[student@servera ~]$ at -q b 16:05

warning: commands will be executed using /bin/sh

at> echo "The cookies are good" >> /home/student/cookies.txt

at> Ctrl+d

job 3 at Thu Mar 21 16:05:00 2019

Use the atq command to view the job numbers of the pending jobs.

[student@servera ~]$ atq

2 Thu Mar 21 16:00:00 2019 g student

3 Thu Mar 21 16:05:00 2019 b student

Use the at command to view the commands in the pending job number 2.

[student@servera ~]$ at -c 2
...output omitted...
echo "It's teatime" >> /home/student/tea.txt
marcinDELIMITER28d54caa

Use the atq command to view the job number of a job that runs at teatime (16:00)
and remove it using the atrm command.

[student@servera ~]$ atq


2 Thu Mar 21 16:00:00 2019 g student
3 Thu Mar 21 16:05:00 2019 b student
[student@servera ~]$ atrm 2

Verify that the job scheduled to run at teatime (16:00) no longer exists.

Use the atq command to view the list of pending jobs and confirm that the job
scheduled to run at teatime (16:00) no longer exists.

[student@servera ~]$ atq


3 Thu Mar 21 16:05:00 2019 b student

Describing Recurring User Jobs


Jobs scheduled to run repeatedly are called recurring jobs. Red Hat Enterprise Linux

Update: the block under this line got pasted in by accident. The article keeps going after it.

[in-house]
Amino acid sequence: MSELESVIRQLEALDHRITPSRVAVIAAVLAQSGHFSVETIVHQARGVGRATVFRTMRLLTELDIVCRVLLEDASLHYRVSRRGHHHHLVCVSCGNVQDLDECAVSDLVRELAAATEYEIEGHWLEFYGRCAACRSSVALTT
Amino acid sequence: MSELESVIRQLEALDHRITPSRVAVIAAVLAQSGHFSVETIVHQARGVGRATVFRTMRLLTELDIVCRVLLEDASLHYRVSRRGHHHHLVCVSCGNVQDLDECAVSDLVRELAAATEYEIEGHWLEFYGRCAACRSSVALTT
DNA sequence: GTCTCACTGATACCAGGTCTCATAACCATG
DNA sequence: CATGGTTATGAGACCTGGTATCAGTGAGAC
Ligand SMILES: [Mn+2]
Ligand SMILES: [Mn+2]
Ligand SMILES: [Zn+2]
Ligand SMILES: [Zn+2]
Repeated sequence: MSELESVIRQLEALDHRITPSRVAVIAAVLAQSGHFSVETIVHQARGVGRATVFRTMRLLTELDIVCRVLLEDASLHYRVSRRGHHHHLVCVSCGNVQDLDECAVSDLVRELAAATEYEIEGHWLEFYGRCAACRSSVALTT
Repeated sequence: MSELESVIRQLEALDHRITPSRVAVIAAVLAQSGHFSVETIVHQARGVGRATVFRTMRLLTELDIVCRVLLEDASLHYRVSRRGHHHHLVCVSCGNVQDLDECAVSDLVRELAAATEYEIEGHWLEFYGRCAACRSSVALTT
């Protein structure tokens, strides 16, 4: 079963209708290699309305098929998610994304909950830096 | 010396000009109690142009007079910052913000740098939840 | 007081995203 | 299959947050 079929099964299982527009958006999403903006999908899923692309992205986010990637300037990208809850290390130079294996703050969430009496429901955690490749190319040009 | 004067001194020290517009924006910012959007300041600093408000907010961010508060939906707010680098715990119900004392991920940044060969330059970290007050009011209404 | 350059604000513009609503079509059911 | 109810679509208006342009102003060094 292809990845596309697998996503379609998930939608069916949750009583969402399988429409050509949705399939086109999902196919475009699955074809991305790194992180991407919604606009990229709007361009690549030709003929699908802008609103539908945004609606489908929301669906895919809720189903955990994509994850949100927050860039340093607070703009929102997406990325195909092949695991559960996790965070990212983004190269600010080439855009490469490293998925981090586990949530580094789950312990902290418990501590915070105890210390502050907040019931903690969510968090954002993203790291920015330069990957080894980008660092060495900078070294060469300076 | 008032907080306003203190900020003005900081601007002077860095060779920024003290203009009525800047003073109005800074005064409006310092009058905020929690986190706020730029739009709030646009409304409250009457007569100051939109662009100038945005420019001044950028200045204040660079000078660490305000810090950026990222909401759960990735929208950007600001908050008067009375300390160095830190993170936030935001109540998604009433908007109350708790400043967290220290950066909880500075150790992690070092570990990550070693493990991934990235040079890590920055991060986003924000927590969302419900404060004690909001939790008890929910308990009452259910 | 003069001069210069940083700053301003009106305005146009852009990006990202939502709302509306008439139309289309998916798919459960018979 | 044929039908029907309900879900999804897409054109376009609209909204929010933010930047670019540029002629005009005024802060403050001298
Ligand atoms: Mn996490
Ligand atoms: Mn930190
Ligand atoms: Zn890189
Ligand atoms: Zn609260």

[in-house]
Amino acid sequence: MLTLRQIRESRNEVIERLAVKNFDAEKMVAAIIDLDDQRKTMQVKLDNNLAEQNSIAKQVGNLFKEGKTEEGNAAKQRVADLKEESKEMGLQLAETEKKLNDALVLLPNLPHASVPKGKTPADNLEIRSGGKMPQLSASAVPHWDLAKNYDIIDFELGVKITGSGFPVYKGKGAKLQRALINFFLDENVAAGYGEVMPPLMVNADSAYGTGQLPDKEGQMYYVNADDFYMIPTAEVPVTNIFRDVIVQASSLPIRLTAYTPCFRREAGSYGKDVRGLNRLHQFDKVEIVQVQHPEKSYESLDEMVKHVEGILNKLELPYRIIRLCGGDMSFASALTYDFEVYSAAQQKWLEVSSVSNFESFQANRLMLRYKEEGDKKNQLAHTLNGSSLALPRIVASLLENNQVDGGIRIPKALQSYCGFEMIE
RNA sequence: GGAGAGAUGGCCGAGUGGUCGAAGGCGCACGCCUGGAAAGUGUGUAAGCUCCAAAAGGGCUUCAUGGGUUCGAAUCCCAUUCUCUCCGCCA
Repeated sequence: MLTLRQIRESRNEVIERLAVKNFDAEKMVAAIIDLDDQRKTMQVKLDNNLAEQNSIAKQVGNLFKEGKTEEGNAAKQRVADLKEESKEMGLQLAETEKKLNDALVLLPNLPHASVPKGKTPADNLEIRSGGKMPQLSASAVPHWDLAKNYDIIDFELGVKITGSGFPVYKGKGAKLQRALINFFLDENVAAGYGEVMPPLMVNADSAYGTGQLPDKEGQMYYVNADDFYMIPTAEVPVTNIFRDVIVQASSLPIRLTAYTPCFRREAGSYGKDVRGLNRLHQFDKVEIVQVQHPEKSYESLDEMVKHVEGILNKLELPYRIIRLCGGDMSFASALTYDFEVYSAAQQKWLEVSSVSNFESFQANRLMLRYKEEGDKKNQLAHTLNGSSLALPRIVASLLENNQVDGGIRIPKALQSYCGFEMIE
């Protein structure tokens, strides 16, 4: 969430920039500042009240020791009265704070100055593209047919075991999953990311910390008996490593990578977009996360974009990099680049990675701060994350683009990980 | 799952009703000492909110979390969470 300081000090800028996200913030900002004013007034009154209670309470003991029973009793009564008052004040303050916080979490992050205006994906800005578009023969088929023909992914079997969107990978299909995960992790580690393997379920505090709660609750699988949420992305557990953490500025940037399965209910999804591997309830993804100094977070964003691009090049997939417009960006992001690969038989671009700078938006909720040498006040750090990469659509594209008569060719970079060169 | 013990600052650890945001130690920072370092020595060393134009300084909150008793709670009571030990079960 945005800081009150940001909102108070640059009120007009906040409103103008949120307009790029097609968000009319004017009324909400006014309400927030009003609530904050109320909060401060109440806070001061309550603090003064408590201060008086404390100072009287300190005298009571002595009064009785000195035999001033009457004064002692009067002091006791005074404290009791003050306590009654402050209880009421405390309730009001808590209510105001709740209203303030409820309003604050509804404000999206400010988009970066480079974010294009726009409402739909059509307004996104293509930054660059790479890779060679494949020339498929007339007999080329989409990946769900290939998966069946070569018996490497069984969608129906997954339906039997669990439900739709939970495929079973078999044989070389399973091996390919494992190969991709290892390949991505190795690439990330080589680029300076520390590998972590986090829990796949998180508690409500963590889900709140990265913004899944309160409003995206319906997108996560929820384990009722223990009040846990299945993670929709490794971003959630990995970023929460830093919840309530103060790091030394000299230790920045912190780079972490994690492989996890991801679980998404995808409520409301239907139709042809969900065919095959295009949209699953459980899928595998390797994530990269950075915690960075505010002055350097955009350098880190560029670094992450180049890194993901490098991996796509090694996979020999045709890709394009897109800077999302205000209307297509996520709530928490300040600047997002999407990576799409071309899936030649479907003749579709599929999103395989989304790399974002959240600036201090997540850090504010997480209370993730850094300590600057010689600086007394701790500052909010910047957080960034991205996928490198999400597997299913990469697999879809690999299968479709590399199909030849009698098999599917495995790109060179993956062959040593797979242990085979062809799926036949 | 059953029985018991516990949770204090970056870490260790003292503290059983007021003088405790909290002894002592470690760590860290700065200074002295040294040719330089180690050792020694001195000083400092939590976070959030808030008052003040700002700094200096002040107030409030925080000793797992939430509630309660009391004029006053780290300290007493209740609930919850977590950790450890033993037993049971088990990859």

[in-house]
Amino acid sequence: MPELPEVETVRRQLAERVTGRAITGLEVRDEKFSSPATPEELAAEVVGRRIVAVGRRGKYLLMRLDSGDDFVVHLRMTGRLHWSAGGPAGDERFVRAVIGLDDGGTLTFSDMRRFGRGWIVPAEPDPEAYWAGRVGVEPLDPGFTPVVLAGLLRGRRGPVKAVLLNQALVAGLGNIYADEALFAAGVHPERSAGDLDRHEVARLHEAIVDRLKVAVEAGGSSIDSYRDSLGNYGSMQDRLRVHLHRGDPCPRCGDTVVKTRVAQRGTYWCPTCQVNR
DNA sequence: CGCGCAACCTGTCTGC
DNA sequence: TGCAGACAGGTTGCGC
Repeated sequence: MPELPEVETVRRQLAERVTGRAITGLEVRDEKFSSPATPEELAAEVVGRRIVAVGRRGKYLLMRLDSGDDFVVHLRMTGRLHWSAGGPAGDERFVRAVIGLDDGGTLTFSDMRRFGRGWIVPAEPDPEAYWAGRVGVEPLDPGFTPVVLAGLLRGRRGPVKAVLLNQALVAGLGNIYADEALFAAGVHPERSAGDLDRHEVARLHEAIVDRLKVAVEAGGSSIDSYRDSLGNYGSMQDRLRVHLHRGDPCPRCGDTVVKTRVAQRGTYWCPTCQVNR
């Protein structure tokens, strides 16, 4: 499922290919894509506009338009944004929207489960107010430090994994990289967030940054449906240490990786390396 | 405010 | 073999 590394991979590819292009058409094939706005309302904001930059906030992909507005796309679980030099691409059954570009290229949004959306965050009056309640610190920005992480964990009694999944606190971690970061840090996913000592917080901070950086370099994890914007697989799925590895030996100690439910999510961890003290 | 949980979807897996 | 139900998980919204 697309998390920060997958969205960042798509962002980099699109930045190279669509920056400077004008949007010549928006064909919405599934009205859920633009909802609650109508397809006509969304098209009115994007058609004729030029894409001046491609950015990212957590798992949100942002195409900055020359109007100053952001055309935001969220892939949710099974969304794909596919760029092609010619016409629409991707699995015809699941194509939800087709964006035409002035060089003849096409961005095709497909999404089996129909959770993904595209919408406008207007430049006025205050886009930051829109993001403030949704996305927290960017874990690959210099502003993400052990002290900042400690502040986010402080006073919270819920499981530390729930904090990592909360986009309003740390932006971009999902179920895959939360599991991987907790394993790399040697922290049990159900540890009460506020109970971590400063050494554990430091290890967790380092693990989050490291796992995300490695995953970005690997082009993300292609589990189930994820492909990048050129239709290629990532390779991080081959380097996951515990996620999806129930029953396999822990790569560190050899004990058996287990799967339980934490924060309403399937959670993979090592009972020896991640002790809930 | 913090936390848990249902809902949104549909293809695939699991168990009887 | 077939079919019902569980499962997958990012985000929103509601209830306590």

systems ship with the crond daemon, provided by the cronie package, enabled and started
by default specifically for recurring jobs. The crond daemon reads multiple configuration files:
one per user (edited with the crontab command), and a set of system-wide files.

Table 2.1. Crontab Examples

Command Intended use

crontab -l List the jobs for the current user.

crontab -r Remove all jobs for the current user.

crontab -e Edit jobs for the current user.

crontab Remove all jobs, and replace with the jobs read from filename. If no file
filename is specified, stdin is used.

The superuser can use the -u option with the crontab command to manage jobs for another
user. You should not use the crontab command to manage system jobs;

Fields in the crontab file appear in the following order:


 Minutes
 Hours
 Day of month
 Month
 Day of week
 Command

When the Day of month and Day of week fields are both other than *, the command
is executed when either of these two fields are satisfied. For example, to run a
command on the 15th of every month, and every Friday at 12:15, use the following
job format:
15 12 15 * Fri command

The following job executes the command /usr/local/bin/yearly_backup at exactly 9 a.m. on


February 2nd, every year.

0 9 2 2 * /usr/local/bin/yearly_backup

The following job runs the command /usr/local/bin/daily_report every weekday at two